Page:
The clock is ticking
Not extremely certain we were on the right track up while making our way through the rhyme formations, I again double checked my map printout while Jess looked at her GPS. Just as a friendly reminder that the clock was ticking, a shower of loose rhyme sprayed down, hitting my helmet hard enough to rip off my GoPro. (Sadly, it had already run out of battery. Happily, I caught it!)
Eventually we made our way up to what seemed like it would be the final chute of the route. We were both a bit uncertain, but we were more certain than uncertain, and we didn’t really have much time to second guess ourselves. We continued to make our way up. The snow was in brutal condition. Powder with a thin crust of ice. I could see climbers on the Palmer below us looking up at us. I could imagine the comments from below.
“Why do people even climb that thing?”
“Why are these two idiots so late on the route?”
“They are slow, huh?”
I couldn’t disagree with those comments, hell, I made them up in my own head. At least I can make jokes to myself during times of strain and uncertainty. I continued to wade my way through the heinous snow. I alternated between kicking deep steps into the powered and delicately climbing the ice crust. I begged to the powers up high that we were on the right path up, because downclimbing this could flip the situation from strenuous to desperate.
“F*** you snow!!”
Contrary to finishing school, swearing loudly does have its benefits. As I yelled, “F*** you snow!!” repeatedly, a couple climbers over the ridge on the Wy’east route must have heard us. Two tiny helmets popped over the ridge to our east, “Hey, I think you guys are lost!”. The brief conversation of snow-muffled yells was a very welcome encouragement through the struggle in the horrible horrible snow.
Seeing the other climbers gave me a visual indication to help me pick out the line to complete the route. I continued to force through the snow upwards, now with a hopefully heart, while the I’m pretty sure the other climbers snapped some pretty sweet photos of us.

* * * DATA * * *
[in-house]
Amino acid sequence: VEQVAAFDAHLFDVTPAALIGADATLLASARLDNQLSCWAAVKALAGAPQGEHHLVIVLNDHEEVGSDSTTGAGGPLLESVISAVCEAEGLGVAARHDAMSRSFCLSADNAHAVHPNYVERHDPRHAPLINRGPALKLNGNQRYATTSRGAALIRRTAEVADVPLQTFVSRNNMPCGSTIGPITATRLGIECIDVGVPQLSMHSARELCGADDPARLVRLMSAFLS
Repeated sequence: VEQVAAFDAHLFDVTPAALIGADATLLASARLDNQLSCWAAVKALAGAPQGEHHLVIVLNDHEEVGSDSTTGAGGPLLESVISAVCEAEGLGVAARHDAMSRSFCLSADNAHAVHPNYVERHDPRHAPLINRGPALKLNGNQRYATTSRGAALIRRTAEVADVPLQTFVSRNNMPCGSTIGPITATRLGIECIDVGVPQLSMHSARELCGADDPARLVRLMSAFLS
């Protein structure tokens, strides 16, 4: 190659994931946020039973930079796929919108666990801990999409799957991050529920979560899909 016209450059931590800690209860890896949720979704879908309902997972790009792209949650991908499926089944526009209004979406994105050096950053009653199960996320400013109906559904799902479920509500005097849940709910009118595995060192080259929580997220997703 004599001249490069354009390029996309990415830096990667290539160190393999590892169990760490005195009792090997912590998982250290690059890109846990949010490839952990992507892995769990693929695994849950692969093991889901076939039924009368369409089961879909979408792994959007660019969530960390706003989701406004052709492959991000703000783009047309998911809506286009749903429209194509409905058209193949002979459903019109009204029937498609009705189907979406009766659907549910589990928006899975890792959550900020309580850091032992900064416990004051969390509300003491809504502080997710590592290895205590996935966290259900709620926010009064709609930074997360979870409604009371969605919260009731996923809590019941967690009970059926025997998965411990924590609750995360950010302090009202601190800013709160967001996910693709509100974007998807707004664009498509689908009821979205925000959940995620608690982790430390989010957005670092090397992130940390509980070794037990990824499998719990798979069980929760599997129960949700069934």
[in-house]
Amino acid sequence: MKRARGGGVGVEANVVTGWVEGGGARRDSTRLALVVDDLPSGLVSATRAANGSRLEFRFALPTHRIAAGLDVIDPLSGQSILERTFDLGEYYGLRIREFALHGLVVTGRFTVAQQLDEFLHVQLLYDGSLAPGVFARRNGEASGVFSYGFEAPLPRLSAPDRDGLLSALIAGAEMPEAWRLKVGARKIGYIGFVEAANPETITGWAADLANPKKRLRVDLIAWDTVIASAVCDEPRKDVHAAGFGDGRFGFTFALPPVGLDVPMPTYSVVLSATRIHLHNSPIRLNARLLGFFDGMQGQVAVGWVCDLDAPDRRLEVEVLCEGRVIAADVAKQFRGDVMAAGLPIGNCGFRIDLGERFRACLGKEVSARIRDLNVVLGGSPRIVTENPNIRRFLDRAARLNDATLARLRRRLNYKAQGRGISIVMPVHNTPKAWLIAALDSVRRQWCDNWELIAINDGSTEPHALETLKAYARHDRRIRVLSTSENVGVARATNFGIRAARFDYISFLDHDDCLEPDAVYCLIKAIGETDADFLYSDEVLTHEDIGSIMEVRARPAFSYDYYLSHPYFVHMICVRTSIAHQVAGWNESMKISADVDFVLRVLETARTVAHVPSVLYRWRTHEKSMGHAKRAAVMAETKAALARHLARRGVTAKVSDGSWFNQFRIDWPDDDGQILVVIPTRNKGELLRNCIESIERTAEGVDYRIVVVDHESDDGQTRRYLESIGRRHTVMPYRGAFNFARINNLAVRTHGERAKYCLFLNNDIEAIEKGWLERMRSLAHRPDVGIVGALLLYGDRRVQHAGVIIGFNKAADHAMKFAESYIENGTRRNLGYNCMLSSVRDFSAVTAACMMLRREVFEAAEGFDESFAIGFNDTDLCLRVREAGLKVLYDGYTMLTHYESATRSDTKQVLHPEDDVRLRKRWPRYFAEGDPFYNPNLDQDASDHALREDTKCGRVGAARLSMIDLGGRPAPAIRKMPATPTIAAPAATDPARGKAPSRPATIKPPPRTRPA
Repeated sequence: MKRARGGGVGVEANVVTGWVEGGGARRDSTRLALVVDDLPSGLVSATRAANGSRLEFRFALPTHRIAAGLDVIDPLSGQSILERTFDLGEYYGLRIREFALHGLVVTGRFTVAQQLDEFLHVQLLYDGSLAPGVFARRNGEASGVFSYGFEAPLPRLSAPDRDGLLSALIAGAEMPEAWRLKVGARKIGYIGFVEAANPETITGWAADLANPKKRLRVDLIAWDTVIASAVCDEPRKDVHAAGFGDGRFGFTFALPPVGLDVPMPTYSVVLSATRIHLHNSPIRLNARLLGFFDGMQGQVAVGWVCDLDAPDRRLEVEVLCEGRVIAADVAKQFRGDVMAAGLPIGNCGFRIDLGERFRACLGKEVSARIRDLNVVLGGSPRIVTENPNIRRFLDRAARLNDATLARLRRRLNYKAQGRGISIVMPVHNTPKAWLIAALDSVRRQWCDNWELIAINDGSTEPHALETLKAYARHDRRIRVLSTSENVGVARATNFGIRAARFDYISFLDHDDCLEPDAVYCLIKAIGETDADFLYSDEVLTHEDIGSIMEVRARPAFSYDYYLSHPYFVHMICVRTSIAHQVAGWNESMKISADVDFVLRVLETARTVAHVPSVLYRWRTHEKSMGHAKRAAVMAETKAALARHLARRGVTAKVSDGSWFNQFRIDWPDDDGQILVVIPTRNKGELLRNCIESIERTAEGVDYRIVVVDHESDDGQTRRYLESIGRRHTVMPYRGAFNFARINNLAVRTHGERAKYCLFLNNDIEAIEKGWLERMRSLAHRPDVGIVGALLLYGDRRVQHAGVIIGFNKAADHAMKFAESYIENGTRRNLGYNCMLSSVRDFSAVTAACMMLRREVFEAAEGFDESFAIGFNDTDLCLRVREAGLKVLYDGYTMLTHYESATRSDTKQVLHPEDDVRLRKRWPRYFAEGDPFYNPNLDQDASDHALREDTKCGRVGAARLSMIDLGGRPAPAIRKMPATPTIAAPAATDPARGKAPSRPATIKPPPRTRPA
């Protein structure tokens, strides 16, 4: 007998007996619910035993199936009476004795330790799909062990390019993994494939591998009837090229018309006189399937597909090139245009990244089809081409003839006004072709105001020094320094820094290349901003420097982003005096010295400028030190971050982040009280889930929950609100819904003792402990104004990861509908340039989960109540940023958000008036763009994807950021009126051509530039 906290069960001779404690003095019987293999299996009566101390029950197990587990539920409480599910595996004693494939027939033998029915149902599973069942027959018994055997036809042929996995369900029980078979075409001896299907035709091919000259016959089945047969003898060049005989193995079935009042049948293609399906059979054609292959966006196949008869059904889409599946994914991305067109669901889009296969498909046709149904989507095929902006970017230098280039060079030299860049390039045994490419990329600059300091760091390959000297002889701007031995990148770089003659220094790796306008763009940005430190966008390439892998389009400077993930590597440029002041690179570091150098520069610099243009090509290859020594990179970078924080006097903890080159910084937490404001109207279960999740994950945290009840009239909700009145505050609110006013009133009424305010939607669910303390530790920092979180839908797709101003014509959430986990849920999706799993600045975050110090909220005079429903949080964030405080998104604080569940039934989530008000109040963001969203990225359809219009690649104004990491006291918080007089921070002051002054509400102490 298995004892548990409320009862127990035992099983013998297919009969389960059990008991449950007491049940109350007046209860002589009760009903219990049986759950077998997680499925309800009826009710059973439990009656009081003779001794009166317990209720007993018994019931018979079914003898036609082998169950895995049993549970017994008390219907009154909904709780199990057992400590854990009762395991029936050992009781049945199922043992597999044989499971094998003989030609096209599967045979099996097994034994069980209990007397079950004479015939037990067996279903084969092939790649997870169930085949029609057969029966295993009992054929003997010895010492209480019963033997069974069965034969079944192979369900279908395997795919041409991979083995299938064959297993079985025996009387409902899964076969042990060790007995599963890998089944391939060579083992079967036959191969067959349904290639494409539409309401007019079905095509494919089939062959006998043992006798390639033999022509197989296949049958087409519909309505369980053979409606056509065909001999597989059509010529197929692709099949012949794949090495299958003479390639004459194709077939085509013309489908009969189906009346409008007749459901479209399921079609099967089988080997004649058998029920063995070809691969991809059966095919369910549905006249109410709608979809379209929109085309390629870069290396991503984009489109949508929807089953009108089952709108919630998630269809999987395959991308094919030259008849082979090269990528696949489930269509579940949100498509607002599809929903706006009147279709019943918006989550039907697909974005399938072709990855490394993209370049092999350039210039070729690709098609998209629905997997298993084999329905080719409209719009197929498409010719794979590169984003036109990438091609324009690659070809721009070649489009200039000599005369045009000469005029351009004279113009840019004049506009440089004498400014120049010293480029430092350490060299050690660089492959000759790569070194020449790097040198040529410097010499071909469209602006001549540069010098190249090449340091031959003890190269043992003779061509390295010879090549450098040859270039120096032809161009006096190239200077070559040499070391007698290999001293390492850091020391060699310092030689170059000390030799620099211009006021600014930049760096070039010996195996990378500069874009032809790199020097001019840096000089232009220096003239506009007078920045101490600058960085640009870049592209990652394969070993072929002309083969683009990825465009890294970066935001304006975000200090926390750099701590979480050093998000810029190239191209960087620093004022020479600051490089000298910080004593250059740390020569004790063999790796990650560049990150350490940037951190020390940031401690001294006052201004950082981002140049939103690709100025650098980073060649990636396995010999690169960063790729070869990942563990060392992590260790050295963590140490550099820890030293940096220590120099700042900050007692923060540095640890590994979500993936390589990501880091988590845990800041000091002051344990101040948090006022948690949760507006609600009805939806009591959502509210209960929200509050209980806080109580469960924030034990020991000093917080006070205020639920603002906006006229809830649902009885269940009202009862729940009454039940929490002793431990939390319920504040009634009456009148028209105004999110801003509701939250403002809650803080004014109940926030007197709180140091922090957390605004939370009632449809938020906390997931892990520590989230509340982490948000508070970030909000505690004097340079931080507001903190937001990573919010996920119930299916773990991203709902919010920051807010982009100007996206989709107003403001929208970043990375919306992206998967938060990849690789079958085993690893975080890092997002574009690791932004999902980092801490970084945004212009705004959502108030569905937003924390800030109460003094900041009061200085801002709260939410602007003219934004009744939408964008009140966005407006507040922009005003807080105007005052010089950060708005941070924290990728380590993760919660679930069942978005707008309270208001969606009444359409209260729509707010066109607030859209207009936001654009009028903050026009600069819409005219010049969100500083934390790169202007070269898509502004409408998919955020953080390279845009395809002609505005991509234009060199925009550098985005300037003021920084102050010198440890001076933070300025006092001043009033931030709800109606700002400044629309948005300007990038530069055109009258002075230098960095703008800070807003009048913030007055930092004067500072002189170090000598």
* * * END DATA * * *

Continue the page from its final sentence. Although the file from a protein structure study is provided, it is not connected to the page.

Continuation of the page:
Finally cresting over the ridge above us, we were presented with a sincerely glorious view. We looked over the Palmer, Devil’s Kitchen, Hogsback, and all the way up to the summit not too far ahead of us. The familiar terrain was a sight for sore eyes.
We made our way through the path of least resistance over Wy’east ridge. The route was officially completed. Feeling the solid ground underfoot felt pretty damn good.
Its never easy is it
Looking at our watches, we knew that the weather should be closing in on us soon. Talking to the folks we saw on the ridge a few minutes before and looking at a bunch of reports online, it sounded like the upper section of the Wy’east was not “in” yet. We took the call to descend the Wy’east route. It would be a long way back to our skis. “I’m so fucking sick of breaking trail”, I muttered after walking through far too much deep snow and crossing more rhymey ridges than necessary. The wind and spindrift were still pounding our skis. Glad to see some things never change. We grabbed our gear and beelined to the Palmer.
“I’m so fucking sick of breaking trail”
Still getting used to our ski gear, we took a moment to de-gear and buckle up in the wind. In the process, the two climbers that came across us up high on the mountain recognized us and skied over to say chat. Night finally fell and we made our S turns down in the dark.
Overall, this route was more strenuous than I anticipated. Maybe it was the winter conditions, maybe I just got soft. Although the technical level of the route is modest, I would certainly place this as more challenging than one like the Reid Headwall.
Lots more where that came from…
“I believe that the definition of success in the mountains is ultimately the manner in which one pushes themselves to their limits, walking the line of control. Regardless of objective or grade, the difficulty is defined by one’s self. I would personally consider this my most successful off-season here in the Cascades. The goal was to get out there, even when the conditions weren’t primo, push ourselves, and go fo it. That, we did for sure.” [read full, Mt. Hood, A Love Story (2019 Season Recap)]